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Giving false information on a recorded statement
(Ft Myers, FL USA)
My Mother and I live together and she drove my truck to work and was involved in a minor accident. The police were called and no ticket was issued. No police report was filed--the officers filled out an exchange of information form only.
They listed $100 damage on both vehicles even though they told my Mom they didn't see any damage on either vehicle, even telling my Mother that they wouldn't even report it to the insurance co. Soon after the accident my insurance company contacted me saying there was $500 damage to the other vehicle and the other party was claiming bodily injury. No ambulance was called at the time of the accident and nothing was mentioned to the police about being injured.
I do not have my Mother listed on my auto insurance policy and was told the claim would be denied if she lived with me and was involved in an accident while driving my vehicle.
An adjuster contacted me saying I had to give a recorded statement regarding where my Mother lived. I told them she lives with my sister and gave my sister's address. Now I have recv'd a letter from my insurance company with a scheduled date to testify under oath regarding this accident.
They want proof of where my Mom has lived for the last year. I do not want to lie under oath and want to just tell the truth about where my Mother lives. I don't want my insurance company to pay what I think is a fraudulent claim anyway. I'm worried because I already lied on a recorded statement to them and don't know how to proceed from here.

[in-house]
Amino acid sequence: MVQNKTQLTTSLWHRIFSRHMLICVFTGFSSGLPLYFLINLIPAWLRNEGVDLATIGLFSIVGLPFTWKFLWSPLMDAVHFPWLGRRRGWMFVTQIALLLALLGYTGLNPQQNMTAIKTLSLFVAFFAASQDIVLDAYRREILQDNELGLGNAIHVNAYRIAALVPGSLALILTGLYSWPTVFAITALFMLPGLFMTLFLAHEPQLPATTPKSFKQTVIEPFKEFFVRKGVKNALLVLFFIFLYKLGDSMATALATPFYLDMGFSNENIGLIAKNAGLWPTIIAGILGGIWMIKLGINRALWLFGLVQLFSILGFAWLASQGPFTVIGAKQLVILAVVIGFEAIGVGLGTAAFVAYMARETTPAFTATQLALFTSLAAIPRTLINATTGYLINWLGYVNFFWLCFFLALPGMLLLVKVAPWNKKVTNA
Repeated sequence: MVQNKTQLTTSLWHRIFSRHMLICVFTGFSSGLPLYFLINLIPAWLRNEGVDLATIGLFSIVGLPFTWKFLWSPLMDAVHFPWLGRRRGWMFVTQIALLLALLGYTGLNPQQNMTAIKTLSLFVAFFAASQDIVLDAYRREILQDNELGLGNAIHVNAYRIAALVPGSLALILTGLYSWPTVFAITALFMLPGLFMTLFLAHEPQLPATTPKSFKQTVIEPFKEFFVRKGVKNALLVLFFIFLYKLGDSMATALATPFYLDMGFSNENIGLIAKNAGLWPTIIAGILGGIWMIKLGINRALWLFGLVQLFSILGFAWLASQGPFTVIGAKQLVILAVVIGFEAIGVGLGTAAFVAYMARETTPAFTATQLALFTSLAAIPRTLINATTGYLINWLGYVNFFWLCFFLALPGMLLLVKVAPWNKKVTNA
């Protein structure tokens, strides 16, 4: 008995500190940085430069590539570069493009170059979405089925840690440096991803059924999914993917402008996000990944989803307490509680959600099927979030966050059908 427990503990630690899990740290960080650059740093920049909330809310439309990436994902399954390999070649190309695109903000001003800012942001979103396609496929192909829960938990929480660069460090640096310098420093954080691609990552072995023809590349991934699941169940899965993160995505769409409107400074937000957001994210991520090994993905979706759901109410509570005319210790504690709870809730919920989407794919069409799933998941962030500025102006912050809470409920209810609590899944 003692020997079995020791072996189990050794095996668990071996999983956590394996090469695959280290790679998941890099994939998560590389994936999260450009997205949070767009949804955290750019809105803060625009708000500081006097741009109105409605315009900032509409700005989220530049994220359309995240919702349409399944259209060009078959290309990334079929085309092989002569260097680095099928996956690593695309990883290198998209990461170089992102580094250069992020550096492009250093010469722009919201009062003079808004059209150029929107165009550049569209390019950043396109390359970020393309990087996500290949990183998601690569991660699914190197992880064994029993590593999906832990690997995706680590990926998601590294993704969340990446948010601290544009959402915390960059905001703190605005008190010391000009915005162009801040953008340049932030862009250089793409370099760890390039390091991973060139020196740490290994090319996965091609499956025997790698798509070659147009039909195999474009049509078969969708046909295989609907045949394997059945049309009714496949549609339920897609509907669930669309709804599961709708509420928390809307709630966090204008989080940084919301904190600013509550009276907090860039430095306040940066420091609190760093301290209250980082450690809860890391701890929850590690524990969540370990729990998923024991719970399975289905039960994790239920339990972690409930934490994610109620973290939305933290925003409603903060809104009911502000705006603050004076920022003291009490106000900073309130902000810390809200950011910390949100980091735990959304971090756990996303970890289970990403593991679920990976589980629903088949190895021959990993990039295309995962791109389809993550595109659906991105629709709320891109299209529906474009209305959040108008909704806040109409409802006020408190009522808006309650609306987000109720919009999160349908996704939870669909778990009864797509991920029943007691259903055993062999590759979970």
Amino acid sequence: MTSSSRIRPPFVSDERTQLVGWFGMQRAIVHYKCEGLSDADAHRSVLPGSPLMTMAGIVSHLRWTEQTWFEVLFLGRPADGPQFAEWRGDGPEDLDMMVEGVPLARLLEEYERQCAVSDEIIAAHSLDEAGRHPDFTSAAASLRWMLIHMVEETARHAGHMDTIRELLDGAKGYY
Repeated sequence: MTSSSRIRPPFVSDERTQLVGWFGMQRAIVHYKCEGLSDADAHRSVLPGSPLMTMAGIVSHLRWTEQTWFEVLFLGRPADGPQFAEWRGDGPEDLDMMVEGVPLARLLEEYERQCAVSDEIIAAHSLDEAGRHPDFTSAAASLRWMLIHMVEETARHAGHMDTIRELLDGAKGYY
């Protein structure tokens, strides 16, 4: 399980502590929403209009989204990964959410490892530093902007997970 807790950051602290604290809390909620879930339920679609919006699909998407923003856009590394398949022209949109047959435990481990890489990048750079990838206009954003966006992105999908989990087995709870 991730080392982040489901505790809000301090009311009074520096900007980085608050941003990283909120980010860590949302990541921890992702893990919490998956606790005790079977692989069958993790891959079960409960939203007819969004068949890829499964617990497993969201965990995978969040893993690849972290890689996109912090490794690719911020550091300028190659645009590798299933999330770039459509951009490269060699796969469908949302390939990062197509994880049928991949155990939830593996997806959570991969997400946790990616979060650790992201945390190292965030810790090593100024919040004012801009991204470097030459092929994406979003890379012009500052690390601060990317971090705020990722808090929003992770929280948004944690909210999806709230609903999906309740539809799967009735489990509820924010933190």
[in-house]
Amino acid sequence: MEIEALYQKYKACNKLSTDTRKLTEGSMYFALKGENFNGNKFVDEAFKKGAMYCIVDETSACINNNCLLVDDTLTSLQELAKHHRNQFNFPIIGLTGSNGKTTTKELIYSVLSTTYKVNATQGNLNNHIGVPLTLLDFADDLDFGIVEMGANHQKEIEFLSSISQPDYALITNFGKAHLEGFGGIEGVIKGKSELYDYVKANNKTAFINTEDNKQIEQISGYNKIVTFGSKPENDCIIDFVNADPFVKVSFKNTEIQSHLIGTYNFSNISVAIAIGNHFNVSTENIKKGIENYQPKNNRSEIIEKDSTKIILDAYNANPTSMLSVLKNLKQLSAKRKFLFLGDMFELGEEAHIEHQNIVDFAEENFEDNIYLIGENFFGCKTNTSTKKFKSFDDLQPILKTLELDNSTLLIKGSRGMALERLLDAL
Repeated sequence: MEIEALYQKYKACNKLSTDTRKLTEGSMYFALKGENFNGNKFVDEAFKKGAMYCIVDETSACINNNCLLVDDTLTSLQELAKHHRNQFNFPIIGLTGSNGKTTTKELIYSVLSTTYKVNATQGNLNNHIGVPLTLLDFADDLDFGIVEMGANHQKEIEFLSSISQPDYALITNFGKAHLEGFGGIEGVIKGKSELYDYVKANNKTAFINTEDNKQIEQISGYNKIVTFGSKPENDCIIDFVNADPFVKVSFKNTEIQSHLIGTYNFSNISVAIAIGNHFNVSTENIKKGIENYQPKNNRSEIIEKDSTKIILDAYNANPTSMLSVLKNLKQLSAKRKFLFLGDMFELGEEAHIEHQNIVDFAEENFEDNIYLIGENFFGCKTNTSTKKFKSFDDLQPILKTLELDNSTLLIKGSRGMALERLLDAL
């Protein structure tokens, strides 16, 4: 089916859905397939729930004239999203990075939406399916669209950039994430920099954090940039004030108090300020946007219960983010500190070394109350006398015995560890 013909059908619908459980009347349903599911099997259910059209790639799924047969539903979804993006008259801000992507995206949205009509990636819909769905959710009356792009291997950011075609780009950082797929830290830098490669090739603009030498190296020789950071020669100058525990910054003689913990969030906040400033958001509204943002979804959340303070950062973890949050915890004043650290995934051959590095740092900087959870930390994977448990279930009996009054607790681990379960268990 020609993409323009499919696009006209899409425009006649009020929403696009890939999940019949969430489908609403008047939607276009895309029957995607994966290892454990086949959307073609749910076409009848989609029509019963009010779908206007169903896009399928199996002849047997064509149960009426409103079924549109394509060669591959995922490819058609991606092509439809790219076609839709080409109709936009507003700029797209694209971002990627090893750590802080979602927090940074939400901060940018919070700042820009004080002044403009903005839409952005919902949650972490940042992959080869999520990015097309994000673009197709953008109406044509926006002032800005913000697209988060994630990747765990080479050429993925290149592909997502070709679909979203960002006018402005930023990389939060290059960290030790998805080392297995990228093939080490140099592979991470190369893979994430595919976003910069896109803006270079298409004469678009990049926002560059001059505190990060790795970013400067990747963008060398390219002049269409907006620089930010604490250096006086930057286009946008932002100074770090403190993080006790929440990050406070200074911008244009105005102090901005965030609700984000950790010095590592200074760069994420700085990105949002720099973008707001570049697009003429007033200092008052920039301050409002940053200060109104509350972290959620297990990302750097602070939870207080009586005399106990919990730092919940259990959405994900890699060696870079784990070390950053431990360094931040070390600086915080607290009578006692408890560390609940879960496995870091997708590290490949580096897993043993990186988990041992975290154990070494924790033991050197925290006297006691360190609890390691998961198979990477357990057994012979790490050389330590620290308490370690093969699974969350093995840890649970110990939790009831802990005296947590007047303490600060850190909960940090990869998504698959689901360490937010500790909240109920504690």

I have not been contacted by the other person's insurance company at all. I believe my insurance company probably knows that my Mom lives with me and just want to avoid paying the claim. I'm just not sure what to do at this point.
Lesson 1: NEVER lie to an insurance company. They could prosecute you for insurance fraud and that will not be fun. I know you did not come here for a “lesson,” but you do need to know what you are against.
You are probably right. The insurance company is asking for a statement under oath (as it is their right under most auto policies) to see if you lie (they know something is up). If you do, things can get very ugly.
You have two options. You talk to a lawyer who will go with you to the interview and help you on the process, which you should always do anyway and
You deny giving the statement under oath. They will deny your claim, but you will not give them evidence that you lied. The insurance company will close the claim as incomplete (with notes that there was possible fraud), but would not be able to show that you lied under oath to gain insurance coverage (a much more serious offense).
In any event, you are better off talking to a lawyer,
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